Image: Michael Novak

When we think comics, we usually think spandex-wearing, ripped superheroes flying through CGI explosions in blockbusters like Avengers 15 (or whichever one we’re on). But Darren Davis thinks Trump, Oprah, Mark Zuckerberg. Davis is the brains behind TidalWave Productions (previously known as Bluewater Productions), a Portland-based comic book company he founded in 2000. Unlike the medium’s big-money studios, Davis produces chiefly nonfiction work.

Publishing though a division of Image Comics in 2001, Davis produced his first comic, The 10th Muse, which sold well. But “success” is a relative term in the world of comics, Davis learned. Big publications in the industry’s heyday moved a lot of copies: Marvel’s 1991 release of X-Men Vol. 2 #1 sold more than 7 million. But lately, a hit comic might sell only 100,000. When Davis launched his own company, he knew he would have to find a new niche to stay afloat. Bizarrely, it was the media’s sexist coverage of the 2008 presidential election that led to the eureka moment.

“Clinton and Palin were being treated unfairly in the press,” explains Davis. “They weren’t talking about what McCain or Obama were wearing.”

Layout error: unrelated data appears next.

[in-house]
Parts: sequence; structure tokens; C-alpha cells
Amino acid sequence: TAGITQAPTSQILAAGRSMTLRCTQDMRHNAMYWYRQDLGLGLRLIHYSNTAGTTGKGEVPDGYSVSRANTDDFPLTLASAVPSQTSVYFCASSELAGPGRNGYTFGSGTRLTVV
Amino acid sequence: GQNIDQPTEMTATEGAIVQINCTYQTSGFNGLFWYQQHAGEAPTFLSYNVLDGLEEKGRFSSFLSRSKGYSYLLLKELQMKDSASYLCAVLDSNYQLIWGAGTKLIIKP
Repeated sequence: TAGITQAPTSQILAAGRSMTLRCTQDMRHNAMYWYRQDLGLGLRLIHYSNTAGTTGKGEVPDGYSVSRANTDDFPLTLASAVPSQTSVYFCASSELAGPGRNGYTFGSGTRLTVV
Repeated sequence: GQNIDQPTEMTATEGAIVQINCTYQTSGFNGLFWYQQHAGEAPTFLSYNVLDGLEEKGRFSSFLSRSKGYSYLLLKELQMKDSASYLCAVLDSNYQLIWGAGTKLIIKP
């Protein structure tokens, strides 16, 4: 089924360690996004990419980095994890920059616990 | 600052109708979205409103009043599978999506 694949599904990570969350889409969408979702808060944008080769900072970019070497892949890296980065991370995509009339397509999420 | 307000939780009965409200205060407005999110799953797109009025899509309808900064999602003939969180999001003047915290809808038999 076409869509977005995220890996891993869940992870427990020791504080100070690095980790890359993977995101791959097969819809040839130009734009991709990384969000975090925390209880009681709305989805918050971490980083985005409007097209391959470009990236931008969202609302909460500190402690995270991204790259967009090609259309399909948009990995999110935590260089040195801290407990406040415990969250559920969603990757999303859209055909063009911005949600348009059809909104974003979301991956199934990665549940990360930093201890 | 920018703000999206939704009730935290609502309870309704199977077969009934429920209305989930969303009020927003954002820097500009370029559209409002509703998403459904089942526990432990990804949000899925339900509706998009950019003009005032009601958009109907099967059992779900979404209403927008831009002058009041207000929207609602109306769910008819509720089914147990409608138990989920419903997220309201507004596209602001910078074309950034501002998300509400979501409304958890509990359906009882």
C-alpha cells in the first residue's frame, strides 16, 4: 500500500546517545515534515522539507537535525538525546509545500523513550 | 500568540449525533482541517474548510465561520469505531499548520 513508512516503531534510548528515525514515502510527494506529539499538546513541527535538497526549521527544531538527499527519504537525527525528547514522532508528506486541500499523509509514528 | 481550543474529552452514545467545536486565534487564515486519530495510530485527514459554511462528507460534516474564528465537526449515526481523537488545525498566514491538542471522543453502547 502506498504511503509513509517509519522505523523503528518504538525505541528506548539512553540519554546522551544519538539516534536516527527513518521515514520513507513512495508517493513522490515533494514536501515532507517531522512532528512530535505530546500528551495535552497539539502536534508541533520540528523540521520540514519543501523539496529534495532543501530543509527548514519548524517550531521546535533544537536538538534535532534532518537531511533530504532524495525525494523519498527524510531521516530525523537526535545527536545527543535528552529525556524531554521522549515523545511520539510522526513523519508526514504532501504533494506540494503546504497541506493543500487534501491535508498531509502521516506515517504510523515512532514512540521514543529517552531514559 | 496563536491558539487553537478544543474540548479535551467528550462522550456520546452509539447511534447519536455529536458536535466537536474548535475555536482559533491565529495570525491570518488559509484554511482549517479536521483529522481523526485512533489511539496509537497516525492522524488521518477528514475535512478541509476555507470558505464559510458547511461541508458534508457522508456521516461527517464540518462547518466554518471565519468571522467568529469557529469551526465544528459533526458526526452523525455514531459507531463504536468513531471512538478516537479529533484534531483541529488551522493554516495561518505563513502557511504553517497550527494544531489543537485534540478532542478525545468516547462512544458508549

In response, TidalWave launched its Female Force series to showcase influential and powerful women (including Clinton and Palin). The series’ positive reception told Davis he was onto something. (“I don’t have an agenda with these,” says Davis, saying he stays out of overt politics. “The agenda is for them to sell.”) Today, the company has produced stories about everything from the assassination of Osama bin Laden to the life story of rocker Alice Cooper. Most recently, his biography of James Comey, part of TidalWave’s Political Power series, capitalized on the former FBI director’s well-publicized book tour.

“We have to make sure that we get the likeness down pat. We want to get proportions of bodies and that type of stuff right. It takes a really good artist to be able to do that,” explains Davis, noting that, due to licensing issues, the company doesn’t use specific photos of flesh-and-blood celebs as a direct basis for an illustration. 

“With comics,” Davis says, “you get to see things happen that the news might not show. We can go anywhere in the world.”

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